History of the SCPSW
The seeds for the formation of a Society of Civil Service Authors first germinated in the mind of A.A.Rayner during the latter part of 1935. This idea was mulled over with two of his colleagues, I.O.Evans and Bernard Newman, firstly in the office (Office of Works later to become the Ministry of Works) and later in the comfort of the aptly named pub The Two Chairmen, which was situated in nearby Dartmouth Street.
However, it was not until the 18th February 1936 that the first recorded meeting of the Society took place, and this was held at 6pm in Conference Room 'A" of H.M.Office of Works, Storey's Gate, Westminster. Those present at this inaugural meeting were:
Bernard Newman was in the Chair at this initial meeting and spoke of the two main aims of the proposed new Society as:-
'The development of the social possibilities of such a corporate body of authors, and the practical assistance which might be rendered one to one another amongst them.'
Membership was open to both serving and ex-Civil Servants who had had at least one book published (not at their own expense), whilst Associate Membership was extended to all Civil Servants who were free-lance journalists, contributors to periodicals, plus other aspiring authors.
A twelve member Executive Committee was proposed comprising a nucleus of seven or eight, with power to co-opt as necessary. The following nucleus were elected:-
It was suggested at this meeting that in order to meet initial expenses those present should contribute 2/- as a first instalment of an, as yet, undecided annual subscription. It was an indication of the interest generated by this first meeting that the majority of those present paid up on the spot. (Although it has also been suggested that no doubt there were some Civil Servants, then as now, who did not have a couple of bob to spare).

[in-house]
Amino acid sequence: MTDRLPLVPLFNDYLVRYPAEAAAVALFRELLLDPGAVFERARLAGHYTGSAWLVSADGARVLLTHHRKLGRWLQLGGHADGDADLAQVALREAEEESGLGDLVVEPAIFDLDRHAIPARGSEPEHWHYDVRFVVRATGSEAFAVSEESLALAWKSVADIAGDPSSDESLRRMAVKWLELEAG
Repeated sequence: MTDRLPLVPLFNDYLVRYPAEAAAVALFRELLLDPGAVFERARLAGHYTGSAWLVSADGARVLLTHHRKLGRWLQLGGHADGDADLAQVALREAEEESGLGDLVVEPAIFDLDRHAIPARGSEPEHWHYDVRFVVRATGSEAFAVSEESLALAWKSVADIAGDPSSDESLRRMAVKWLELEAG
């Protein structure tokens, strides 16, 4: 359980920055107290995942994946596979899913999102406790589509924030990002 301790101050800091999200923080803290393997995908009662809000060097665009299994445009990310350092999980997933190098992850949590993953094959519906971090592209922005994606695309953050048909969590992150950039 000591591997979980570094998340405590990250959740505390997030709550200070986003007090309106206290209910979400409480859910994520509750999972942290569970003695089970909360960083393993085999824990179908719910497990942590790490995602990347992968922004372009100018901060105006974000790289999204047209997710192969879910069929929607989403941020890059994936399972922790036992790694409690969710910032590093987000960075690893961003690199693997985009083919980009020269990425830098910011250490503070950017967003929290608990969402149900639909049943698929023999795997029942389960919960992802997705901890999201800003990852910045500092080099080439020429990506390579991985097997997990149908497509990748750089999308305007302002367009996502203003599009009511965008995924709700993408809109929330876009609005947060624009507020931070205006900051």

The second meeting of the Society was held at The Two Chairmen pub in March 1936 and it was during this meeting that the following rules were drafted:-
1) The Society shall be called 'The Society of Civil Service Authors'.
2) Objects: To foster friendly relationship among the members, to furnish mutual assistance, and to further the interests of the members generally as authors.
3) Membership: Full membership shall be open to Civil Servants and ex-Civil Servants who can substantiate to the Committee their standing as authors, and to the Editors of Civil Service periodicals. Associate membership shall be open to all other Civil Service writers at the discretion of the Committee.
4) Subscription: The annual subscription shall be 10/6 for full members and 5/- for associates.
5) Committee: The Committee shall consist of, the Chairman, Vice-Chairman, Secretary, Treasurer, and nine other members. The Committee shall have the power to co-opt. Five shall form a quorum for the transaction of business.
Alteration of Rules: These Rules may not be altered except by a two-third vote at a General Meeting.
It was agreed that Humbert Wolfe (Director of Establishment at the Ministry of Labour) should be asked to become the first President of the Society, and James Layer of the Victoria and Albert Museum to be invited to serve on the Committee. The official address of the Society would continue to be that of H.M.Office of Works (subject of course to obtaining official permission).
The first General Meeting of the Society was held at The Two Chairmen on the 21st May, 1936 with Bernard Newman in the Chair, and about fifty members and prospective members present. (Presumably there was a room in the pub large enough to cope with the influx of extra customers). It was during this meeting that the decision was taken to hold future meetings at the Camera Club in London's Adelphi W.C.2., and a list was prepared of members willing to offer their services as lecturers to the Society.
In November 1936 a new Committee was elected (as the six-month term of office of the former Committee had expired). All members were re-elected with the exception of Grierson-Dickson, whilst three new members were appointed, thus bringing the new Committee to the full twelve allowed under the Constitution. The new members were:-
In April of the following year (1937) H.E.L. Melhuish of the Inland Revenue was appointed Treasurer, and in April 1938 Grierson-Dickson was re-elected to the Committee; whilst Charles Neilson Gattey replaced A.A.Rayner. Also in April 1938 Jackson Budd was elected Chairman following the resignation of Bernard Newman; Grierson-Dickson became Vice-Chairman and Charles Neilson Gattey was appointed Publicity Officer.